As evening approached, and as all eyes were exploring the banks for a suitable camping-ground, a spacious and even beach was fixed upon as offering all the requisite conveniences. It was agreed to halt there. Attaining the locality, however, they were amazed to find all the traces of a previous occupation. Several sheds, formed of bamboo hurdles set up against the ground with sticks, like traps, were grouped together. Under each was a hearth, a simple excavation, two feet across and a few inches deep, and filled with ashes. A few arrows, feathers and rude pieces of pottery were scattered around. They greeted these Indian relics as Crusoe did the footprints of the savages. Nor was it more reassuring to observe, among other callers like themselves who had left their visiting-cards at the doors since the departure of the proprietors, the sign-manual of jaguars and tapirs, whose footprints were plainly visible on the gravel.

A close examination was made of every detail pertaining to the huts and their accessories, and the interpreters were asked if it would be prudent to encamp in a spot thus leased in advance. Pepe Garcia and Aragon were of opinion that it would be better to pass the night there, assuring their employers that there would be no danger in sleeping among the teraphim of the savages, provided that nothing was touched or displaced. Their motion was promptly adopted, to the great discomfiture of the porters, who were poised on one foot ready for flight. A salute of five shots was fired, with a vague intention of giving any listeners the highest possible opinion of the white explorers as a military power. An enormous fire was kindled, sentinels were posted, and the party turned in, taking care, however, during the whole night to close but one eye at a time.



Day commenced to blush, when all ears were assaulted by a concerted howl, proceeding from behind a bed of canes on the other side of the river. "Alerta! los Chunchos!" cried the sentinel. The three words produced a startling effect: the porters sprang up like frightened deer; Mr. Marcoy grasped a sheaf of pencils and a box of water-colors with a warlike air, and the colonel's lips were crisped into a singular smile, indicative of lively emotions. Hardly were the travelers clothed and armed when the reeds parted with a rattling noise, and three nude Indians, sepia-colored and crowned with tufts of hair like horses' tails, leaped out like jacks-in-the-box. At sight of the party standing to receive them they redoubled their clamor, then, flourishing their arms and legs and turning continually round, they gradually revolved into the presence of the explorers. They selected as chiefs and sachems of the party such as bore weapons, being the colonel, Marcoy and the two interpreters. These they clasped in a warm, fulsome embrace: they were smeared from head to foot with rocoa (crude arnotta), and their passage through the river having dissolved this pigment, they printed themselves off, in this act of amity, upon the persons and clothing of their hosts. While the white men, with a very bad grace, were cleaning off these tokens of natural affection, the new-comers went on to present their civilities all around. Two of the porters they recognized at once, with their eagle eyesight, from having relieved them of their shirts while the latter were working out some penalty at the governor's farm of Sausipata, and proceeded to claim a warm acquaintance on that basis; but the bearers, with equally lively memories of the affront, responded simply with a frown and the epithet of Sua-sua—double thief.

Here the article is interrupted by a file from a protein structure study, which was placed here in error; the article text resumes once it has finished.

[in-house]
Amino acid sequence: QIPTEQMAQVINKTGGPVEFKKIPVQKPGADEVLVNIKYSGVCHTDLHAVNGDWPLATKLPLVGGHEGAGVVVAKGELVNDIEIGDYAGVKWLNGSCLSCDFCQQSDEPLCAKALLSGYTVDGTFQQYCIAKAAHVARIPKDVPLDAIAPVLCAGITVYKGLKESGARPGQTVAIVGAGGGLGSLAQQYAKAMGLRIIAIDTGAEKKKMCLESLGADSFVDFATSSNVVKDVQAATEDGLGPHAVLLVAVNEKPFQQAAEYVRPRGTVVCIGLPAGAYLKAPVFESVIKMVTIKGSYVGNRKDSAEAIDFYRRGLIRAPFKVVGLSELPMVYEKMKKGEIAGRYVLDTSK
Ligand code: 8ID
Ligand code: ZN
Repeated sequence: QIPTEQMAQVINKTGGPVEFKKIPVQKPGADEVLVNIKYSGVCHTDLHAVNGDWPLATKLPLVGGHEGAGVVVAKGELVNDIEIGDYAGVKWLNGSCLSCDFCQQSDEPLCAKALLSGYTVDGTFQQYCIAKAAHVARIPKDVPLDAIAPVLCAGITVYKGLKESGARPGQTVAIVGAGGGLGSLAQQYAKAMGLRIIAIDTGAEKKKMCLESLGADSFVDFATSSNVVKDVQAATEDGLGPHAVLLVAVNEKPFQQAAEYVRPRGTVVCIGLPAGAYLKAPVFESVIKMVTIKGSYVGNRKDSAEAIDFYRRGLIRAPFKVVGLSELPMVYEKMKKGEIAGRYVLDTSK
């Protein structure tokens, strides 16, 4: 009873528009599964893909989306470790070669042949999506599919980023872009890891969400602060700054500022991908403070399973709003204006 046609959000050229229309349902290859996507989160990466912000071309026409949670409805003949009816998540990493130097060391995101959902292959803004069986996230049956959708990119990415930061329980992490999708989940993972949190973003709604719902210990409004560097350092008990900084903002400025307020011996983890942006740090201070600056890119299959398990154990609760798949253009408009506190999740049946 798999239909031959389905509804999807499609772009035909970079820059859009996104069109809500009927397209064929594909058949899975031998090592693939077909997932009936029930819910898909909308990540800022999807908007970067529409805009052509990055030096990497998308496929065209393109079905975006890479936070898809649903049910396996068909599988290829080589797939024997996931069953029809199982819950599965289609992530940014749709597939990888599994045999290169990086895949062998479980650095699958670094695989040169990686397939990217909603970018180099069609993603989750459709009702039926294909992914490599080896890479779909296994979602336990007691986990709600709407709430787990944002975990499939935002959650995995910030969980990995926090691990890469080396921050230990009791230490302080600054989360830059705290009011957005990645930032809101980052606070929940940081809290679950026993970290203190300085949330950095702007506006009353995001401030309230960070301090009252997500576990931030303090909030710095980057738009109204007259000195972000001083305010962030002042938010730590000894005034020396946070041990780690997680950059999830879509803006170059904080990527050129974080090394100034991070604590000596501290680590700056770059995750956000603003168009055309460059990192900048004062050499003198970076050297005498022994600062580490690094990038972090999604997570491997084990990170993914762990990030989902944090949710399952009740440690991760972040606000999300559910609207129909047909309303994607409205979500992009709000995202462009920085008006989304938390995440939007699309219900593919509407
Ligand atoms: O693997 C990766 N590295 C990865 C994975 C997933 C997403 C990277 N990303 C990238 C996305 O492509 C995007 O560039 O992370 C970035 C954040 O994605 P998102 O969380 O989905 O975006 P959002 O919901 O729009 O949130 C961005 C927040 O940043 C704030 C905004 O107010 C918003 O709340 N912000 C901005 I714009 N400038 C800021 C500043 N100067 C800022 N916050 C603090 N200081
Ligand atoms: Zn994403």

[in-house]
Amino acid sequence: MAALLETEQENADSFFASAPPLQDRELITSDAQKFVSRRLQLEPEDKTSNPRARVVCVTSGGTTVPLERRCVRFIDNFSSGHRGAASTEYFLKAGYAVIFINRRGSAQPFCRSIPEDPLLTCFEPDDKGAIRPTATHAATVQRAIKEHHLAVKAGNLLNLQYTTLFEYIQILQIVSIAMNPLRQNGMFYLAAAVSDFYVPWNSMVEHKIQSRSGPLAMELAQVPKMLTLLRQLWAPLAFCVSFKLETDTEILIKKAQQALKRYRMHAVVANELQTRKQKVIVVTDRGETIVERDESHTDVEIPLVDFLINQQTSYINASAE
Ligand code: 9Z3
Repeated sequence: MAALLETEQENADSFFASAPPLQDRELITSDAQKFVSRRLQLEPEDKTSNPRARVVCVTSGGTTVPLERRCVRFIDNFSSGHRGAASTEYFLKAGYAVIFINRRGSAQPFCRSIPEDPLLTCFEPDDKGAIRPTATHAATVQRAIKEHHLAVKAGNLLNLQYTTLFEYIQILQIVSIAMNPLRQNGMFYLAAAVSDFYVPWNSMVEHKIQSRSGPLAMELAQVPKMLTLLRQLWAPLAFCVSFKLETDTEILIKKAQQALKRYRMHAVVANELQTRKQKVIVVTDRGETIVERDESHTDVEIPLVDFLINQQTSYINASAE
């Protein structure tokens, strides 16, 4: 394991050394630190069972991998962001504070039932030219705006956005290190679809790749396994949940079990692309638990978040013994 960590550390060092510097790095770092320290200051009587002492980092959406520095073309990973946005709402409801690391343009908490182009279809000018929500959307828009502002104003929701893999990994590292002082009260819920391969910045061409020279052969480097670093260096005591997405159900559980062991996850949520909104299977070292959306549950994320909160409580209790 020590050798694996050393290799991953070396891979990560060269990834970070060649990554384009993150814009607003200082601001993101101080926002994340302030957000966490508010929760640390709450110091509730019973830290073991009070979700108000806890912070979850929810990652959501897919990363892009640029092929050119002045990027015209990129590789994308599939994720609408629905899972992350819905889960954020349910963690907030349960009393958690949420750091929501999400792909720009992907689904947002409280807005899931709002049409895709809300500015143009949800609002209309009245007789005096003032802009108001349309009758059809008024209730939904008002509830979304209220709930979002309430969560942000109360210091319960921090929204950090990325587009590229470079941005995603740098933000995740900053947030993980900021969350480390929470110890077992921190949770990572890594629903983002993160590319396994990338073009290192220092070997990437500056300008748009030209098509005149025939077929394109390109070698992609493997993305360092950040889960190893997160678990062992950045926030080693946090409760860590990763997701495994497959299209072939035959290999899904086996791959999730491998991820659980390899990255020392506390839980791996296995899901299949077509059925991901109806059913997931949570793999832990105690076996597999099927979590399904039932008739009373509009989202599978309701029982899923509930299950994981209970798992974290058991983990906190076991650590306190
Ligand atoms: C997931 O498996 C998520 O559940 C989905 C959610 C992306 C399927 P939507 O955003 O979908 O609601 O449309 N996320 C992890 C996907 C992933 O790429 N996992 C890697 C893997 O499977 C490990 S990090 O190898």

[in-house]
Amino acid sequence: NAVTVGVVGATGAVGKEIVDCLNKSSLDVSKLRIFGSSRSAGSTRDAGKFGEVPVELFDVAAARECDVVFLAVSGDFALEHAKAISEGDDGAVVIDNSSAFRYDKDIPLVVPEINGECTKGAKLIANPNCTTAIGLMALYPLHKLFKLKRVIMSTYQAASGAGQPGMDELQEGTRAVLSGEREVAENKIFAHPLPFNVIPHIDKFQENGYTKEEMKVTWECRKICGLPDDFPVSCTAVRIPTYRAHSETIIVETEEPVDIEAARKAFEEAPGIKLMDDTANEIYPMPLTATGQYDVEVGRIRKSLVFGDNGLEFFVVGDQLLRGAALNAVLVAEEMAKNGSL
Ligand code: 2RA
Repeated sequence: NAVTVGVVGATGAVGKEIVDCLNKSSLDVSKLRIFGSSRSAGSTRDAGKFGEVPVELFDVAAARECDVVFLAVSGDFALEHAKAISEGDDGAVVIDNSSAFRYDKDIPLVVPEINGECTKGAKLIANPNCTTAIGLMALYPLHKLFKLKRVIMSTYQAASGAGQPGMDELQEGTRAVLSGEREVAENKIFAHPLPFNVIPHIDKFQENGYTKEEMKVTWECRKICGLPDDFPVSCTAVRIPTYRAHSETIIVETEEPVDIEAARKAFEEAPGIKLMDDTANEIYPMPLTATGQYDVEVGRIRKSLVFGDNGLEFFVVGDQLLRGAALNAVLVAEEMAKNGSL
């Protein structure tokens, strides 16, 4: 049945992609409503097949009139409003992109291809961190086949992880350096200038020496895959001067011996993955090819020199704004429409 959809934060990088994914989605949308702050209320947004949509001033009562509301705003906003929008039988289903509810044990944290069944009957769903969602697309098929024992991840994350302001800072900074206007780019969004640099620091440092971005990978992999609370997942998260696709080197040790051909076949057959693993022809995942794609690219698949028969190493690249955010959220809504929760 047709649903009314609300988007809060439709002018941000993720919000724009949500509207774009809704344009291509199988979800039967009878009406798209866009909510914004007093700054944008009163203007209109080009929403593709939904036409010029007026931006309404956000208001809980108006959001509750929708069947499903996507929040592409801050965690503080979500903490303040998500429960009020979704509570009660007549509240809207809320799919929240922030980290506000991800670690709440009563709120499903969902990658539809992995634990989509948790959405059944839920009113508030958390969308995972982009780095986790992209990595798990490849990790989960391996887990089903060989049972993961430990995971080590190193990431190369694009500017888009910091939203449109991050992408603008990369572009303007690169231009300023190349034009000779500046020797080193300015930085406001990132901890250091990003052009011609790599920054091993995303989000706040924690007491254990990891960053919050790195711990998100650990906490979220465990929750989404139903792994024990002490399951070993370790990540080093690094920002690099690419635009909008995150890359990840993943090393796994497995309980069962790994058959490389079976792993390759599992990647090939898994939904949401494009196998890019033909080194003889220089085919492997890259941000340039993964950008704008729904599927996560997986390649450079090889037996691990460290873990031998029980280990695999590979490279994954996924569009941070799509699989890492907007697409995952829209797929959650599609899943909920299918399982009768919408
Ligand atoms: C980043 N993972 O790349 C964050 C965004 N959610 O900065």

Pepe Garcia undertook a colloquy, and Aragon, not to be behindhand, flashed a few words across the conversation, right and left as it were, his expressions appearing to be in a different tongue from those used by the chief interpreter, and both utterly without perceptible resemblance to the rolling consonants and gutturals of the savages. Marcoy imbibed a strong impression that the only terms understood in common were the words of Spanish with which the palaver was thickly interlarded. This was the first time the interpreters were put on their mettle in a strictly professional sense, and the test was not altogether triumphant. However, by a careful raising of the voice in all difficult passages, and a wild, expressive pantomime, an understanding was arrived at.